THE air cargo sector serving the trade between China and Europe is facing stiffer competition from rail freight services, with the number of China-Europe freight trains reaching 5,000 in the beginning of September, says state-owned Beijing daily Global Times.
So far 52 routes have been established between 32 Chinese cities and 32 cities in 12 European countries, said its report.
Demand for rail freight services between China and Europe has been growing sharply since the first train departed in March 2011, thanks in large part to the Belt and Road initiative, said the Global Times.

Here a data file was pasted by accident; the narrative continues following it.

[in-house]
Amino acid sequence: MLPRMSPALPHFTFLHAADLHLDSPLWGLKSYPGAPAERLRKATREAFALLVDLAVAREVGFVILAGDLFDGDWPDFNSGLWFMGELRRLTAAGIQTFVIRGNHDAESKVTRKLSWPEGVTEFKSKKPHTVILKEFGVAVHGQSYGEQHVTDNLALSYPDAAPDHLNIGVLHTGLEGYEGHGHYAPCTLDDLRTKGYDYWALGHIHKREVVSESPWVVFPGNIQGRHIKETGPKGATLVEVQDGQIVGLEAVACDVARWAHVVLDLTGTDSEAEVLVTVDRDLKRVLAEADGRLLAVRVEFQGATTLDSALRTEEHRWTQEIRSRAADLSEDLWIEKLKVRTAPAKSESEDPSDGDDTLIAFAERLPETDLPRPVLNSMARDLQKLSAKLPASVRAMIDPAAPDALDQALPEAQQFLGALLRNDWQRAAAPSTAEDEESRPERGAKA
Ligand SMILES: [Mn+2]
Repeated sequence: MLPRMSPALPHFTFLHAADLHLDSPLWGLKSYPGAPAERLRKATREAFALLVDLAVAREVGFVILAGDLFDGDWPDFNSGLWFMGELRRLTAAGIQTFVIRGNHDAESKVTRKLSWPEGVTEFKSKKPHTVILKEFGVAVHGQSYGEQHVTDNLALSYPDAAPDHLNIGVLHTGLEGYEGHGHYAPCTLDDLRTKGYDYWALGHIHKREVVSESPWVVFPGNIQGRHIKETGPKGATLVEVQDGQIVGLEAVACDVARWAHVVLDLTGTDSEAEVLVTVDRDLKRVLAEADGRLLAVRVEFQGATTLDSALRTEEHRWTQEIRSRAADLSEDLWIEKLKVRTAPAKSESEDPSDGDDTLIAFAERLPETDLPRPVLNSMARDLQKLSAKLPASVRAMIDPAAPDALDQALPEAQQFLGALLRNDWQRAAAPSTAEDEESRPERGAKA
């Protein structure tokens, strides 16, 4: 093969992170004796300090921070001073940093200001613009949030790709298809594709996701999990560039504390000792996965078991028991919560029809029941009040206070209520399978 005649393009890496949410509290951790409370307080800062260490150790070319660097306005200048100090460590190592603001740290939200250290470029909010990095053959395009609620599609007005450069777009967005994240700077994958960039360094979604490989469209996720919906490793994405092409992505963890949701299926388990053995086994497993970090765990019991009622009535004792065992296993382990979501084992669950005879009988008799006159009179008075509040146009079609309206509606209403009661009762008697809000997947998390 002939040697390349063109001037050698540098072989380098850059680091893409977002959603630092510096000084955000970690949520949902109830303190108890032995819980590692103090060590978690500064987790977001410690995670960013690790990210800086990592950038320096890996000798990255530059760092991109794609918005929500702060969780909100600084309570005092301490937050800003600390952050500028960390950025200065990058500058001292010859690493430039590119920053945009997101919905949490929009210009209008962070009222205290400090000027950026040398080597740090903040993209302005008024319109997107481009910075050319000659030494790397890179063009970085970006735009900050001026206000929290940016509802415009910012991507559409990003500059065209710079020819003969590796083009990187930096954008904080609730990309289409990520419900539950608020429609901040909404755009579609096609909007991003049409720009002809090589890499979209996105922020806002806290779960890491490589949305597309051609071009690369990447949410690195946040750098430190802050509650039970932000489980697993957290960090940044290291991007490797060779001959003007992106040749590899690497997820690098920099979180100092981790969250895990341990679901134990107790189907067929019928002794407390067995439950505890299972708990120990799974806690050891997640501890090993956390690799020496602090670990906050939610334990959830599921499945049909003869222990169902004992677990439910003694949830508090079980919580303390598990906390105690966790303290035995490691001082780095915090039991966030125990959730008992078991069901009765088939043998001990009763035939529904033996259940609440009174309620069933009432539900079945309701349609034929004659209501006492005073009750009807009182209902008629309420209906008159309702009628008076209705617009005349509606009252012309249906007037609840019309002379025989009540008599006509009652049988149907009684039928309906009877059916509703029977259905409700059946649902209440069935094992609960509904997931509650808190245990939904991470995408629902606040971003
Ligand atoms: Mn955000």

While trains have helped make logistics faster and cheaper for many clients, they have also put great pressure on the air freight market. Trains are carrying more electronics products these days, cutting into a large chunk of air carriers’ cargo business and posing competition to regional air freight.
Rail and air transport systems each have their pros and cons. Trains are slower, but they cost a lot less than planes, and that matters to many shippers. As for planes, their cargo areas are more secure and cargo is less likely to be damaged, but bad weather can cause delays, unlike trains.
While air cargo services between China and Europe may be affected by railways, ultimately it is market forces that will cause change and prompt the aviation industry to improve its services.
With trade and investment among B&R countries and regions expected to expand substantially, a regional multimodal transport network is essential to support cargo flows, and that requires coordination and cooperation from all market participants, said the report